Mud-caked boots, a flurry of shovels and hammers and no shortage of sweat-streaked brows. For nearly a month now, that’s been the bustling scene on a sliver of real estate nestled between Owen and Turlington Halls. And thanks to the tireless efforts of nearly two-dozen landscape architecture students, what was once a thicket separating the two buildings is now an ecologically innovative haven for NC State students and staff.
Students will host a ribbon-cutting ceremony on Aug. 19 to celebrate the completion of the first phase of the five-year project, dubbed the Artists’ Backyard. The event will begin in Burns Auditorium in Kamphoefner Hall at noon, followed by a tour of the project site.
Assistant Professor Andy Fox led the summer design/build studio to give landscape architecture students real-world experience right on campus. He spearheaded a similar project last year that transformed the area behind Syme Hall into a rain garden.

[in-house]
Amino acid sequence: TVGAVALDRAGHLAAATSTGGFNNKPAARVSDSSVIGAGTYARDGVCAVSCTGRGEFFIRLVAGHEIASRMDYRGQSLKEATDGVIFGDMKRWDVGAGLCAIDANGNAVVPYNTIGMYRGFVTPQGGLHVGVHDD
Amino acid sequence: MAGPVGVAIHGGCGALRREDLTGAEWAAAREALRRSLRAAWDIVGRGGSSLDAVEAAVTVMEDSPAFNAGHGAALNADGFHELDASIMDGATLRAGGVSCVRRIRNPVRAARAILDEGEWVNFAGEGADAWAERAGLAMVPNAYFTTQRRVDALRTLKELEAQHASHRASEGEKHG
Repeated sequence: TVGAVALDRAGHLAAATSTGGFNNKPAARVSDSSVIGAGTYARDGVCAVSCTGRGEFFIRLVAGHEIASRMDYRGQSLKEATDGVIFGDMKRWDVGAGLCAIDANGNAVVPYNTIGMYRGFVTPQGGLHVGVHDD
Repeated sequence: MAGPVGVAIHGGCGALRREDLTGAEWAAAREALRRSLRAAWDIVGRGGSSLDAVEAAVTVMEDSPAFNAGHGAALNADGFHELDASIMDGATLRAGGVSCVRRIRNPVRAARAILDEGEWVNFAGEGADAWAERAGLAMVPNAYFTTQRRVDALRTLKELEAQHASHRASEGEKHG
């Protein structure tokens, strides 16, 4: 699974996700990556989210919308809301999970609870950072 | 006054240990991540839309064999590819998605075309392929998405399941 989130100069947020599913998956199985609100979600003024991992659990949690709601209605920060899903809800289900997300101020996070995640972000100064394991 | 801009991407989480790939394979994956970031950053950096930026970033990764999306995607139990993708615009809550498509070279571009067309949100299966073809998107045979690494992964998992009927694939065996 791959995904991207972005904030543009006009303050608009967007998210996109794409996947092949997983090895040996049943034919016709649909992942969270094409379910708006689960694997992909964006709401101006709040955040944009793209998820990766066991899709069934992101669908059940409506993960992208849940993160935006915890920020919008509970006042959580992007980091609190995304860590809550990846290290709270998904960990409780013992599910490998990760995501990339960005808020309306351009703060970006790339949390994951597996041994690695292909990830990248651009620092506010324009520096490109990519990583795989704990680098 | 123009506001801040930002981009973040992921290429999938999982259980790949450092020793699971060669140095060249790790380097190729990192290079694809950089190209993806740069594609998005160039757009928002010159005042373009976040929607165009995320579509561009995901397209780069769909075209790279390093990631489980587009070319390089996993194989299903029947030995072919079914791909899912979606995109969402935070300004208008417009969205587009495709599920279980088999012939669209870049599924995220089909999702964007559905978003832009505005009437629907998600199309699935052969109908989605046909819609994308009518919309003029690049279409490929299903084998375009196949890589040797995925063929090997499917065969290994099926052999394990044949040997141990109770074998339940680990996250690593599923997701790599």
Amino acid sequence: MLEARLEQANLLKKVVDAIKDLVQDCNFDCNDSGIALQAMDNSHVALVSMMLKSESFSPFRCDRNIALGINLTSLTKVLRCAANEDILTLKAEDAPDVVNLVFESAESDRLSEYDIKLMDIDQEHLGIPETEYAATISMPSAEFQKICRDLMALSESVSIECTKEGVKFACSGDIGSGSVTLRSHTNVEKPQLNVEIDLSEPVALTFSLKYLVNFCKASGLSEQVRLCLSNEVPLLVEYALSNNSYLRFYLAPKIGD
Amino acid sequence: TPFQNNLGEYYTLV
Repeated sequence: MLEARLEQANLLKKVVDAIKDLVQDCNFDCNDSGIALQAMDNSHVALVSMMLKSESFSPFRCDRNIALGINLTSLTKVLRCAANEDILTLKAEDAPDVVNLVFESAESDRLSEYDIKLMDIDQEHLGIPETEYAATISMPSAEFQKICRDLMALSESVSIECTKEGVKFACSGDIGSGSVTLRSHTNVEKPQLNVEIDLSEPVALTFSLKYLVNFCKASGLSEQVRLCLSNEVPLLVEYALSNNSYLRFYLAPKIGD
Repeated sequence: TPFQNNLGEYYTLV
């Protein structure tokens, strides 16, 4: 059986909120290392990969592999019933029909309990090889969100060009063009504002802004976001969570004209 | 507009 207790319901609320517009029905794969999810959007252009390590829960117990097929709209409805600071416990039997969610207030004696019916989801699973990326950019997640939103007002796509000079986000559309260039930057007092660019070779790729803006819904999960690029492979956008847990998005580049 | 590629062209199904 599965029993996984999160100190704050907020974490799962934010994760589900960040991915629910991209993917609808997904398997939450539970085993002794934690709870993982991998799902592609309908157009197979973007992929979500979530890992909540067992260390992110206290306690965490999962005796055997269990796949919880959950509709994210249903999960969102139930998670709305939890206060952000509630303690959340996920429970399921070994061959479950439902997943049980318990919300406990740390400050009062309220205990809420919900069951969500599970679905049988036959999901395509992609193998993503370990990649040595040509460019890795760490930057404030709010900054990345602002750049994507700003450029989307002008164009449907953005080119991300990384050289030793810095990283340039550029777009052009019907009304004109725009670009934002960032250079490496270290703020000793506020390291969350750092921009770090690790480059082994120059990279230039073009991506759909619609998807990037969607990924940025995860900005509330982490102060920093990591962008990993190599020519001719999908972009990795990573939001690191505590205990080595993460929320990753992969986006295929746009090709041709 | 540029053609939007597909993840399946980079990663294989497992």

Administrators in University Housing were eager to partner with Fox to replicate the success of the award-winning project.
Student Concept and Design
According to Fox, what distinguishes the Artists’ Backyard initiative is that it was conceived, designed and built by participating students.
“The ultimate goal through this model of hands-on service learning is showing that you can really maximize the triple-bottom line, which is teaching, research and outreach,” he said. “Why can’t we do all three? That’s the challenge—and the goal.”
Helping achieve that goal is Kyle Stalls, a third-year student who co-designed Phase I.
“This has been a unique opportunity to take something from theory to reality,” he said. “We’ve gotten a chance to get involved in the hard details of putting in the site, dealing with utilities and having to make things work in real life. It’s a challenging and rewarding experience.”
Throughout the duration of the project, participants have taken careful measures to minimize their collective ecological footprint.
“We’re doing this, partly, by utilizing Low Impact Development (LID) techniques to slow, capture and cleanse storm water on site,” said Fox. “And we’re also repurposing the flagstone that was removed from the old Talley site. These rocks were destined for the landfill, so we’re providing double the benefit—reduce what we buy new, and reduce what we dispose of.”